Is Wikipedia a Testament to Human Curiosity or Laziness?
Dev Patnaik is founder and chief executive of Jump Associates, a growth strategy firm. He is also the co-author of "Wired to Care: How Companies Prosper When They Create Widespread Empathy" (written with Peter Mortensen). Patnaik is a designer and strategic planner with experience in engineering, art design and business theory. He has worked with Fortune 500 firms and fledgling startups in the U.S., Asia, Europe and Australia. An assistant faculty member at Stanford University, Patnaik teaches design research methods to undergraduate and graduate students. He also speaks frequently at leading industry forums on product development, marketing and innovation.
Topic: What is your favorite website?
Dev Patnaik: Wikipedia is great because, number one, it’s the argument solver. How often have you been at a party and say, “Oh no! It’s true. You know, life cereal, if you pop rocks on it and eat it, your stomach will explode”? I said, “Well, let’s go and actually look that up, and what the story is about, or what is the history of wine, or why is a city named as it is? I find that I am often posing those random questions to myself. Or I will be walking down the street and I’ll say, “Why is the street called what it’s called?” And I can look it up in Wikipedia and I can find out and someone has actually written about it.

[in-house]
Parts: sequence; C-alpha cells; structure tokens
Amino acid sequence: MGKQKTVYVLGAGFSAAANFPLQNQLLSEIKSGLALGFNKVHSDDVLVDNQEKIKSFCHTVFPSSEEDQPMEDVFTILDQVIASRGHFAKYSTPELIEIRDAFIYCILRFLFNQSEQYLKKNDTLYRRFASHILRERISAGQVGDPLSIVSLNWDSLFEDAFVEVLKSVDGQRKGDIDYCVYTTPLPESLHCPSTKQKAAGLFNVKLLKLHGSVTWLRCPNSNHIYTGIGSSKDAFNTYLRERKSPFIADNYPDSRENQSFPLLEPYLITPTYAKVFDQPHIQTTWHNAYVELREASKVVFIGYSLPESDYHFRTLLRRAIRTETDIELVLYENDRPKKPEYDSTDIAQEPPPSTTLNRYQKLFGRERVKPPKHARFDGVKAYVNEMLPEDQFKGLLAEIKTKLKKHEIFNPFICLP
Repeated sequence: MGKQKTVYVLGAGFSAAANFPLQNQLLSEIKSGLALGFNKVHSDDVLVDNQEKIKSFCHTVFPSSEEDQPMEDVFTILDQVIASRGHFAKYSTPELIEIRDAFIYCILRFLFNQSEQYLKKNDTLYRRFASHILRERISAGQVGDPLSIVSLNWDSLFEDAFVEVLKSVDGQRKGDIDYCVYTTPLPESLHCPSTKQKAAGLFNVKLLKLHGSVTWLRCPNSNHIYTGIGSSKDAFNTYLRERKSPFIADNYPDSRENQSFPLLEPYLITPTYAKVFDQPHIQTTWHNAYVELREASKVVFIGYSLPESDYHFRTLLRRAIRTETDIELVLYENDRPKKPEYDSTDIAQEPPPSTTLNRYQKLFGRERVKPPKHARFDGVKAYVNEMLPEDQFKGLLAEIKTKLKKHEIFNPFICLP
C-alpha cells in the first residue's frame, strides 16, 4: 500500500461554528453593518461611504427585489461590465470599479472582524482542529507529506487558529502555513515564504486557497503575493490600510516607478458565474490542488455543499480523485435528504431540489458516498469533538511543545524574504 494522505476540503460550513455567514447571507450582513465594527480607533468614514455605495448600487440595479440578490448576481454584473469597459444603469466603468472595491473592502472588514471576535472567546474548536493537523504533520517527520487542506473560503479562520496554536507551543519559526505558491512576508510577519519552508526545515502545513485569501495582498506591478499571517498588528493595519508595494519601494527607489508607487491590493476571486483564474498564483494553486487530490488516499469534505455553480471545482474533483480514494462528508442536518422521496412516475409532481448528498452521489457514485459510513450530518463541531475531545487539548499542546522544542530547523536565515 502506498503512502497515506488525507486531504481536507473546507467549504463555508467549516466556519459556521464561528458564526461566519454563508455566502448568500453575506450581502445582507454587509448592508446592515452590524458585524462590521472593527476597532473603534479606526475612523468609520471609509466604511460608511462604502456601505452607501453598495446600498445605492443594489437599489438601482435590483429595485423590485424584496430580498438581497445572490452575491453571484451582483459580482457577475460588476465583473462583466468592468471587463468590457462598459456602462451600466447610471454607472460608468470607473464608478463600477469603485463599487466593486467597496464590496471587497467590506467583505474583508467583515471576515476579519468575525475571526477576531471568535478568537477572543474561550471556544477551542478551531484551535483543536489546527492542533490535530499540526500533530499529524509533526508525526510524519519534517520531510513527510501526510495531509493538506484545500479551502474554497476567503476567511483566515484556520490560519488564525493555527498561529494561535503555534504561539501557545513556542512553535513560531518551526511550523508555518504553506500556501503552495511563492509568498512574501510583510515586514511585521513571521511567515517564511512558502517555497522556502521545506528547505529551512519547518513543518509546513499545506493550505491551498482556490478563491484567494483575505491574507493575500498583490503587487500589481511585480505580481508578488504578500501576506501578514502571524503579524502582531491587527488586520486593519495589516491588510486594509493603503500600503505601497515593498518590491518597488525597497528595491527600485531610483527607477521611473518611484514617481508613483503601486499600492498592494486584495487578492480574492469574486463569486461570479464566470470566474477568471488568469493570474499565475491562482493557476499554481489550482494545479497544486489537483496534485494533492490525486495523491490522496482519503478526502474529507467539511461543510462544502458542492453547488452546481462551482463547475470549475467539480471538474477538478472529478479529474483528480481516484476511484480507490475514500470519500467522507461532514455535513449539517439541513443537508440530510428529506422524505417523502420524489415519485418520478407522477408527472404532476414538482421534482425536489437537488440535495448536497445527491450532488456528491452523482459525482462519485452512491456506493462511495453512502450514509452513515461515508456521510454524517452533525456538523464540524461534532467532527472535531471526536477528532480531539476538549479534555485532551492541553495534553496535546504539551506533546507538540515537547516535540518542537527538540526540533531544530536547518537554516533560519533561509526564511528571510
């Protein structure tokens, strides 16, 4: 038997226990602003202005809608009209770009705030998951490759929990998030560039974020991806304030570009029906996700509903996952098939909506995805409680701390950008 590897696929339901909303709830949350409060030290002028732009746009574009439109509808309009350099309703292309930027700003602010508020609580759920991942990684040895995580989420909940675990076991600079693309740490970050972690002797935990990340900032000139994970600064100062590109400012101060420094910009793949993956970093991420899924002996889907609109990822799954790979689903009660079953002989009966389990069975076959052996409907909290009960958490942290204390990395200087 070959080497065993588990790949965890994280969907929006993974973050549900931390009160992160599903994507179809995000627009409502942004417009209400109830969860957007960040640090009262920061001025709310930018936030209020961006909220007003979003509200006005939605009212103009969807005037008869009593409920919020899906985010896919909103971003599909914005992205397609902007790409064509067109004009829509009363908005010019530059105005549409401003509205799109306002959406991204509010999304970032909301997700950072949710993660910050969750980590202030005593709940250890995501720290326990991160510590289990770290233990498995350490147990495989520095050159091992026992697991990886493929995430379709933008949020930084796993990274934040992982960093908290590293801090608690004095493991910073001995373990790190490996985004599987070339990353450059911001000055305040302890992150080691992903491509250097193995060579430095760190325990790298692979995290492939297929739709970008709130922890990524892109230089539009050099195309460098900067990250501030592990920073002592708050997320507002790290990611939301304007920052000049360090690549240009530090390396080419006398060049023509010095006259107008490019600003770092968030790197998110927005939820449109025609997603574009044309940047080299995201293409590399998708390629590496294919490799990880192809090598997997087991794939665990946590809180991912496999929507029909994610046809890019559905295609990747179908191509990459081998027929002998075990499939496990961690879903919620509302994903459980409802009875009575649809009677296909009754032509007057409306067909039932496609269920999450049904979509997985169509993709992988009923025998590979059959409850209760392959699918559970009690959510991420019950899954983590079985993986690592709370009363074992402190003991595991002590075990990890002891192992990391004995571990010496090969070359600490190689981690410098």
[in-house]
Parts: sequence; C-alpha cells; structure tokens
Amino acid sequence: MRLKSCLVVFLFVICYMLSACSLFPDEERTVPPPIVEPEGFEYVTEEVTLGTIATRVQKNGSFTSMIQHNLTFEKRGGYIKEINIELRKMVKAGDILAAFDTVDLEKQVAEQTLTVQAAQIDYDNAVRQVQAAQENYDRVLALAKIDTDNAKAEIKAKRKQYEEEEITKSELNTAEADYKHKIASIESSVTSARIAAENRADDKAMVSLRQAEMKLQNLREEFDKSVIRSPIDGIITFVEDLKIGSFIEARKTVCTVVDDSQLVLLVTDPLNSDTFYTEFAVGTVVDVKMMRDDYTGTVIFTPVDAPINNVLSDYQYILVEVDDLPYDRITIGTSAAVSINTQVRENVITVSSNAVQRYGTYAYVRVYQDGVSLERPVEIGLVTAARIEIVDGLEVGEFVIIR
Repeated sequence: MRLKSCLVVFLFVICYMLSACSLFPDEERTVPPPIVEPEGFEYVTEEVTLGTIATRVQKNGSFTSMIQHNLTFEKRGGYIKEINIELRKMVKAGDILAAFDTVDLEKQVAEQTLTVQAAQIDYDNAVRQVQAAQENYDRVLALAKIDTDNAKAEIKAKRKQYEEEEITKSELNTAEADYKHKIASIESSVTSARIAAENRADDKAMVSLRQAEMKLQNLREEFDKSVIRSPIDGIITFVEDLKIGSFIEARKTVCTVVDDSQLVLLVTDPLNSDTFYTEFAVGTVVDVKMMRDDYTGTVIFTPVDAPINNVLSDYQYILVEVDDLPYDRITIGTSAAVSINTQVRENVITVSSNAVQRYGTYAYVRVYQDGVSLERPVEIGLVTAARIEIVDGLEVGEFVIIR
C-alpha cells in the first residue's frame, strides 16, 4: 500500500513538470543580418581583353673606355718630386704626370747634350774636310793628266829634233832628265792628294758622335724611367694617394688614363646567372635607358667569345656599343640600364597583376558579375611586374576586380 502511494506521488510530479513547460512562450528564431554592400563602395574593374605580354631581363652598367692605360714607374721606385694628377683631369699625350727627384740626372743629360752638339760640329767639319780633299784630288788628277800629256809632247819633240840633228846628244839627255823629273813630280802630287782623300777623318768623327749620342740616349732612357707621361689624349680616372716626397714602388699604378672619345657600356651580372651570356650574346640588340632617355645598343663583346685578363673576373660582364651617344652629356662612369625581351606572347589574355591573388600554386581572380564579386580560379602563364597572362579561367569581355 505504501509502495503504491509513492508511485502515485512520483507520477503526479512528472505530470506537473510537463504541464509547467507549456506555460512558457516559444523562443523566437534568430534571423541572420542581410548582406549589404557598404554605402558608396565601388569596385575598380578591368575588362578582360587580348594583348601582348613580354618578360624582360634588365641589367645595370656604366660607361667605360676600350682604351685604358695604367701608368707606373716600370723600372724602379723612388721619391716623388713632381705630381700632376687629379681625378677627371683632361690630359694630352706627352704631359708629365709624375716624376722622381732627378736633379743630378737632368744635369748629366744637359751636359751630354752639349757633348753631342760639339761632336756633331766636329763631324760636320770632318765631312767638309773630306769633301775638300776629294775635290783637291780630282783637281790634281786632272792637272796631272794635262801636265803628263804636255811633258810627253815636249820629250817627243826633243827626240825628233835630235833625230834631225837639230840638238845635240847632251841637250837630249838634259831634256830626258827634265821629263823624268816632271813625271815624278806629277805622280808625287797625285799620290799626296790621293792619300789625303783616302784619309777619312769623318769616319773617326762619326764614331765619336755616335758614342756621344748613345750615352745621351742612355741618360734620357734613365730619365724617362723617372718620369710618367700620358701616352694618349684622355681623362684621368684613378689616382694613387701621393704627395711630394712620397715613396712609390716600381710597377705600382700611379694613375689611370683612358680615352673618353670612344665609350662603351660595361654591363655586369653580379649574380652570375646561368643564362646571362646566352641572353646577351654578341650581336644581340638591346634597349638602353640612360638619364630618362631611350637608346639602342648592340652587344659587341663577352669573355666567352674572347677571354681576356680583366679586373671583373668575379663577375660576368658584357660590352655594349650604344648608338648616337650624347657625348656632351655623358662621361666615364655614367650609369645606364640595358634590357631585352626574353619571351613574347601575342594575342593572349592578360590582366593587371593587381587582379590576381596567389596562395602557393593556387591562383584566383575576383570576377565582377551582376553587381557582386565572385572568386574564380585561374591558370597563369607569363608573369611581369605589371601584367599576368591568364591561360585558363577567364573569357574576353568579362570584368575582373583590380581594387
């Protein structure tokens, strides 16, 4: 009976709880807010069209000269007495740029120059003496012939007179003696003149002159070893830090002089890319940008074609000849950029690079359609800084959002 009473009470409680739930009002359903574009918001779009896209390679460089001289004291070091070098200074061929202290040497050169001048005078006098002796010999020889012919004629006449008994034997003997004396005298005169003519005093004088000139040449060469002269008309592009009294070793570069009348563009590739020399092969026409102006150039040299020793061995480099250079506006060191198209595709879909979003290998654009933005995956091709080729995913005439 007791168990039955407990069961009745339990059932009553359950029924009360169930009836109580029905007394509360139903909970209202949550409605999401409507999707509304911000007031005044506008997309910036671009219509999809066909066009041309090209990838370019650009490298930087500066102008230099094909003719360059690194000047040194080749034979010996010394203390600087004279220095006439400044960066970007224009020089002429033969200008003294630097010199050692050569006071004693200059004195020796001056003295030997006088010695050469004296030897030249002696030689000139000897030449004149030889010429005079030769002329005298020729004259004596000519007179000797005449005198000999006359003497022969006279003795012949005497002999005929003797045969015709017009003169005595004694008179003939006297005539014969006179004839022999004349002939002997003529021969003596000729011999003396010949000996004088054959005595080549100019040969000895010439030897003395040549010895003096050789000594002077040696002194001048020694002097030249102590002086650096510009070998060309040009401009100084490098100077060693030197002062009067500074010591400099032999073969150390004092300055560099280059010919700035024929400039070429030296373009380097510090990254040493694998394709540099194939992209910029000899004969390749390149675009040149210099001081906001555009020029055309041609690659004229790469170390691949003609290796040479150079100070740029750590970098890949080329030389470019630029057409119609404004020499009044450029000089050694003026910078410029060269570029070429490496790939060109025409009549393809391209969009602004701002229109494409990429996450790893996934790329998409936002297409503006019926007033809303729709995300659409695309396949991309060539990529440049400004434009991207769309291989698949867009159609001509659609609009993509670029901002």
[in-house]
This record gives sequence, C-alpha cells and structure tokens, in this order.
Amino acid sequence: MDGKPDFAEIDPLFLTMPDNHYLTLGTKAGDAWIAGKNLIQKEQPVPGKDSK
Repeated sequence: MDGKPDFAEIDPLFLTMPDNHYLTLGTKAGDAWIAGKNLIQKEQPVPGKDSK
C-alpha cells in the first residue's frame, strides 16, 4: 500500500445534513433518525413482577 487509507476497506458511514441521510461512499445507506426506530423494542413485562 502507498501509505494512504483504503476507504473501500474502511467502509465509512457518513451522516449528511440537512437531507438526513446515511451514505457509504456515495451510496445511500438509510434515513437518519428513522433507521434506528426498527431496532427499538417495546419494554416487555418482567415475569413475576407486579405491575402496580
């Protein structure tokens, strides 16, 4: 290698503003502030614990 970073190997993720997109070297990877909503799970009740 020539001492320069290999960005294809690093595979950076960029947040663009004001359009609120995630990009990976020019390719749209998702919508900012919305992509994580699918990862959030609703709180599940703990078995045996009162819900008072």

It is a testament to the broad and very human interest that’s out there because the fact that there’s articles on everything means that there is, somewhere out there in the world, at least one person who is as interested in that topic, as I am, even more so that they would write that article. And I think that’s fascinating. It’s a testament to the roving curiosity of the human species.
Conducted on: June 24, 2009.
Jump Associates CEO Dev Patnaik claims the web-based collaborative encyclopedia is the ultimate argument solver.
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PAUL RATJE / Contributor
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